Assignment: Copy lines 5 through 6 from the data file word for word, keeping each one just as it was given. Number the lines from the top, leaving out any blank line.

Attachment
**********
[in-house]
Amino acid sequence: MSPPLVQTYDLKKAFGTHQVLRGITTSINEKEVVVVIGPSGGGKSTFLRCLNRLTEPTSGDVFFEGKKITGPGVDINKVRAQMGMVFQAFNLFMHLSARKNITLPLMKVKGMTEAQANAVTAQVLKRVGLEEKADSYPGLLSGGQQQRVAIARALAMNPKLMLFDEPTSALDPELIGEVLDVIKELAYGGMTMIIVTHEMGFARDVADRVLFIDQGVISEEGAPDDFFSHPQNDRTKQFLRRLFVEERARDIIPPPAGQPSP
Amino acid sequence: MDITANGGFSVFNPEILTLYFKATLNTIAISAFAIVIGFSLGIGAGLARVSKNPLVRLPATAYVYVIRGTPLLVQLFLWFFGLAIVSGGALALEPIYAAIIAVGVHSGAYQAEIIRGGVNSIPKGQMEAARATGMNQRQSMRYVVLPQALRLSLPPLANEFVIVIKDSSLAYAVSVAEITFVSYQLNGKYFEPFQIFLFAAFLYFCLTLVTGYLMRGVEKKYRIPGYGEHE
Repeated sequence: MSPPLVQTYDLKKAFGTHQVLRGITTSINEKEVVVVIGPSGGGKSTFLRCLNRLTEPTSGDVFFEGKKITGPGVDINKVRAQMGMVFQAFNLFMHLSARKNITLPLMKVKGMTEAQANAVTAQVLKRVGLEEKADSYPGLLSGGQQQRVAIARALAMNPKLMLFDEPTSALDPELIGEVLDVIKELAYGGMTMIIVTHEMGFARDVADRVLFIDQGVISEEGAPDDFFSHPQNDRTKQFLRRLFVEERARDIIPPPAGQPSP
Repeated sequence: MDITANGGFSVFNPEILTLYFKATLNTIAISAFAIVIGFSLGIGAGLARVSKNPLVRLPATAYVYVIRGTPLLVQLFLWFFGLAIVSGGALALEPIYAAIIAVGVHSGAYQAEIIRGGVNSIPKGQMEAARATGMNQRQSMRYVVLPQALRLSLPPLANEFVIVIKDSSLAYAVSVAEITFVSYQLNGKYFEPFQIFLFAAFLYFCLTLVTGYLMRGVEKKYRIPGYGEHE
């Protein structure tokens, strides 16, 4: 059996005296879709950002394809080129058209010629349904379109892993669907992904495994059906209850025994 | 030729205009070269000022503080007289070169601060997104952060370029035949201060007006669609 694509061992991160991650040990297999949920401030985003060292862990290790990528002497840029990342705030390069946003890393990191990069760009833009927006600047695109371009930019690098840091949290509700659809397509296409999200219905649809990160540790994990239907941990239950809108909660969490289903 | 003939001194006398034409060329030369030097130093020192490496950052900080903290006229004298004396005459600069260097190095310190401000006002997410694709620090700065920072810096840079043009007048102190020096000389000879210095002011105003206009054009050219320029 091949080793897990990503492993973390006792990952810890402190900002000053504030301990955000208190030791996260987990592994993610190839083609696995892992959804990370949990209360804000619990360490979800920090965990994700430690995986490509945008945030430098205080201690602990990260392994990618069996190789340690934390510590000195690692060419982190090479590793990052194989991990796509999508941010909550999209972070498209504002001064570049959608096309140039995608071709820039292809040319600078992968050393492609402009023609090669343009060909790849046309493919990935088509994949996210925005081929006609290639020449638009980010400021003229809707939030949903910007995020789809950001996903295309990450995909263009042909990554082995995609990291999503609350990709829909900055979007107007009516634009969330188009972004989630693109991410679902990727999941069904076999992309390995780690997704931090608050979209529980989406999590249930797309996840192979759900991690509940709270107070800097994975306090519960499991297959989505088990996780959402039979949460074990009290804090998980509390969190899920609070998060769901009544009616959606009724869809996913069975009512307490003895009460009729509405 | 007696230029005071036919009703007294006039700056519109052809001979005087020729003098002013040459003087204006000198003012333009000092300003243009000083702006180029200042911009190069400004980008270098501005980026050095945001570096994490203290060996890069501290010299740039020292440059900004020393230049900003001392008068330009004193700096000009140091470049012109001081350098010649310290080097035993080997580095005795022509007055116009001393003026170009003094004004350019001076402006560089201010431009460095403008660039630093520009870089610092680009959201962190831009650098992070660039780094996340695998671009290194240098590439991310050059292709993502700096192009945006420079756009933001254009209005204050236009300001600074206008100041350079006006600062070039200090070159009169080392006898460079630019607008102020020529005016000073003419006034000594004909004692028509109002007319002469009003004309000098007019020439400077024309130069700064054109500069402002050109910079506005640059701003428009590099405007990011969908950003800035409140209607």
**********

Repeated sequence: MDITANGGFSVFNPEILTLYFKATLNTIAISAFAIVIGFSLGIGAGLARVSKNPLVRLPATAYVYVIRGTPLLVQLFLWFFGLAIVSGGALALEPIYAAIIAVGVHSGAYQAEIIRGGVNSIPKGQMEAARATGMNQRQSMRYVVLPQALRLSLPPLANEFVIVIKDSSLAYAVSVAEITFVSYQLNGKYFEPFQIFLFAAFLYFCLTLVTGYLMRGVEKKYRIPGYGEHE
């Protein structure tokens, strides 16, 4: 059996005296879709950002394809080129058209010629349904379109892993669907992904495994059906209850025994 | 030729205009070269000022503080007289070169601060997104952060370029035949201060007006669609 694509061992991160991650040990297999949920401030985003060292862990290790990528002497840029990342705030390069946003890393990191990069760009833009927006600047695109371009930019690098840091949290509700659809397509296409999200219905649809990160540790994990239907941990239950809108909660969490289903 | 003939001194006398034409060329030369030097130093020192490496950052900080903290006229004298004396005459600069260097190095310190401000006002997410694709620090700065920072810096840079043009007048102190020096000389000879210095002011105003206009054009050219320029 091949080793897990990503492993973390006792990952810890402190900002000053504030301990955000208190030791996260987990592994993610190839083609696995892992959804990370949990209360804000619990360490979800920090965990994700430690995986490509945008945030430098205080201690602990990260392994990618069996190789340690934390510590000195690692060419982190090479590793990052194989991990796509999508941010909550999209972070498209504002001064570049959608096309140039995608071709820039292809040319600078992968050393492609402009023609090669343009060909790849046309493919990935088509994949996210925005081929006609290639020449638009980010400021003229809707939030949903910007995020789809950001996903295309990450995909263009042909990554082995995609990291999503609350990709829909900055979007107007009516634009969330188009972004989630693109991410679902990727999941069904076999992309390995780690997704931090608050979209529980989406999590249930797309996840192979759900991690509940709270107070800097994975306090519960499991297959989505088990996780959402039979949460074990009290804090998980509390969190899920609070998060769901009544009616959606009724869809996913069975009512307490003895009460009729509405 | 007696230029005071036919009703007294006039700056519109052809001979005087020729003098002013040459003087204006000198003012333009000092300003243009000083702006180029200042911009190069400004980008270098501005980026050095945001570096994490203290060996890069501290010299740039020292440059900004020393230049900003001392008068330009004193700096000009140091470049012109001081350098010649310290080097035993080997580095005795022509007055116009001393003026170009003094004004350019001076402006560089201010431009460095403008660039630093520009870089610092680009959201962190831009650098992070660039780094996340695998671009290194240098590439991310050059292709993502700096192009945006420079756009933001254009209005204050236009300001600074206008100041350079006006600062070039200090070159009169080392006898460079630019607008102020020529005016000073003419006034000594004909004692028509109002007319002469009003004309000098007019020439400077024309130069700064054109500069402002050109910079506005640059701003428009590099405007990011969908950003800035409140209607």